John Jackson was making clubs in Perth for over two decades while Philp was was doing the same in St. Andrews. The two no doubt knew of each other and had seen each others work. Both were craftsmen of the highest order. Jackson is not nearly as well known as Philp today, but to collectors who know their clubmakers, Jackson's clubs are highly prized.
The c. 1855 Jackson long spoon offered here has a sleek head shape with stylish lines. The head measures 5 1/2" in length, 1 1/16" in face depth, and 1 7/8" in width. The 41 1/2" hickory shaft and sheepskin grip are original. The whipping has lost most of its coating. It's not possible to tell if this is the original whipping or not, but it is old and fits the bill, the whipping itself is the material that would have been used.
The horn on the sole is broken into three pieces, all of which are still attached to the head. As they exist now they seem to be solidly in place—after all, they have remained on this club for 170 years or so. The next owner could tighten down the existing horn, which has pulled up a touch from the sole, if they were worried about anything coming loose. The auctioneer does not recommend replacing the horn. The overall originality of this club is a giant plus. Not everything 170 years old is going to be perfect, especially golf clubs.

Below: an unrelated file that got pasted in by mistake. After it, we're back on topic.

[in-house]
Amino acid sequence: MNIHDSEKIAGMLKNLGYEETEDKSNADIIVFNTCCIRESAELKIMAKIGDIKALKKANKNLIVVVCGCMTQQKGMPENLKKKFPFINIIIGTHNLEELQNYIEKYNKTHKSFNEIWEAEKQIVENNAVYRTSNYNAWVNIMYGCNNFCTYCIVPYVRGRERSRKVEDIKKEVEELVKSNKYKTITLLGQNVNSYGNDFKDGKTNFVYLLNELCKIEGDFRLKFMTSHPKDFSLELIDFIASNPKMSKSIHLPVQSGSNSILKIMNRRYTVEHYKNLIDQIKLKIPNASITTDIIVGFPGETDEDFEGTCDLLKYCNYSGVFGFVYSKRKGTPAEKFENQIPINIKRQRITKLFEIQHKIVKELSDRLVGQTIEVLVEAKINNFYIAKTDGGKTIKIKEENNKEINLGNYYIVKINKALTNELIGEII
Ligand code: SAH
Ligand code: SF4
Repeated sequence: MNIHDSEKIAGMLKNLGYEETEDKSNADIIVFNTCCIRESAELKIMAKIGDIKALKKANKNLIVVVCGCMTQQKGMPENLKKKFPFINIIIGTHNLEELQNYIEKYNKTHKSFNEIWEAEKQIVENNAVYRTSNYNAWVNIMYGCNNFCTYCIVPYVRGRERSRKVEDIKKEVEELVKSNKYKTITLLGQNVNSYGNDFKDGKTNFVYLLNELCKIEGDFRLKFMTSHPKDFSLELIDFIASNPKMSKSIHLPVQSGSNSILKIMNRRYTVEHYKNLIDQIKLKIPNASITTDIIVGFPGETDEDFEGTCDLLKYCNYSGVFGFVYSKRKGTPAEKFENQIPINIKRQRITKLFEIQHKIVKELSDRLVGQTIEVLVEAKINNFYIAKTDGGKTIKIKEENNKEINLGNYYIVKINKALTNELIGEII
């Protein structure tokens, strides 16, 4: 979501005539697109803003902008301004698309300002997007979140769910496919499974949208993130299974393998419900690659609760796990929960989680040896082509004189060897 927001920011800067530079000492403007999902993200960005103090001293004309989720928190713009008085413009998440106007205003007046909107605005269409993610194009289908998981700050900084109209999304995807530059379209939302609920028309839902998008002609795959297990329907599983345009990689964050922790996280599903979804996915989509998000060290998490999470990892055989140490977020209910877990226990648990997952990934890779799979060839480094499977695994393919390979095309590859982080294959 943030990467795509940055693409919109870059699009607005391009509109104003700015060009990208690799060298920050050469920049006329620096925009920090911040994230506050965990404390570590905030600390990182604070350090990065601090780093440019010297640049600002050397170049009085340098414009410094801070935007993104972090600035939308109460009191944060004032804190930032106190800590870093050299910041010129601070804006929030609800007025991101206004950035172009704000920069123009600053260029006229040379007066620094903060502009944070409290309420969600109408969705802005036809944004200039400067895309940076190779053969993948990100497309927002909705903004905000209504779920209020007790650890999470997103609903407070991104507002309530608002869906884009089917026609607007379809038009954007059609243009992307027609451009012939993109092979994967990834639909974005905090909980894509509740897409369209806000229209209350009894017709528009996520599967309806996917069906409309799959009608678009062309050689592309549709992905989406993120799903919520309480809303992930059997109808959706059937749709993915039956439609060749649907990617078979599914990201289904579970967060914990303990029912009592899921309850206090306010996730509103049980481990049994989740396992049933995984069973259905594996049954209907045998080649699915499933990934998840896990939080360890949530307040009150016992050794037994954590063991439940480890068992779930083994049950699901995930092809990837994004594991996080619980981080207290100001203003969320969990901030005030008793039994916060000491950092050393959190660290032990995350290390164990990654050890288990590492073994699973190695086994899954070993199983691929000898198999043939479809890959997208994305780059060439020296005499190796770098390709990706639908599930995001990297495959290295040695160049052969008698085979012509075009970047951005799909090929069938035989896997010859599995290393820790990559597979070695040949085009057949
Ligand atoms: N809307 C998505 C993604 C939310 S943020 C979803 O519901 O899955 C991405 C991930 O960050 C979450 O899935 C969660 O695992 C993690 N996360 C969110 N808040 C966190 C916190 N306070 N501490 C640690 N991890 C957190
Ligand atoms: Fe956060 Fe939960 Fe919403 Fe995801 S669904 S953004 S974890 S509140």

The head itself shows little use. The face is clean and the club is highly attractive. There are two woodworm holes out near the toe, but they have been filled in and are of no real consequence.
Overall, this is a great club that still has its beautiful original finish, a strong name stamp, and a wonderfully high degree of originality. There is a lot to like about this middle spoon.
This club is 6th from the left in the group image. For more on John Jackson and his elegant clubs, see The Clubmakers Art 2nd Edition v1 p52-53.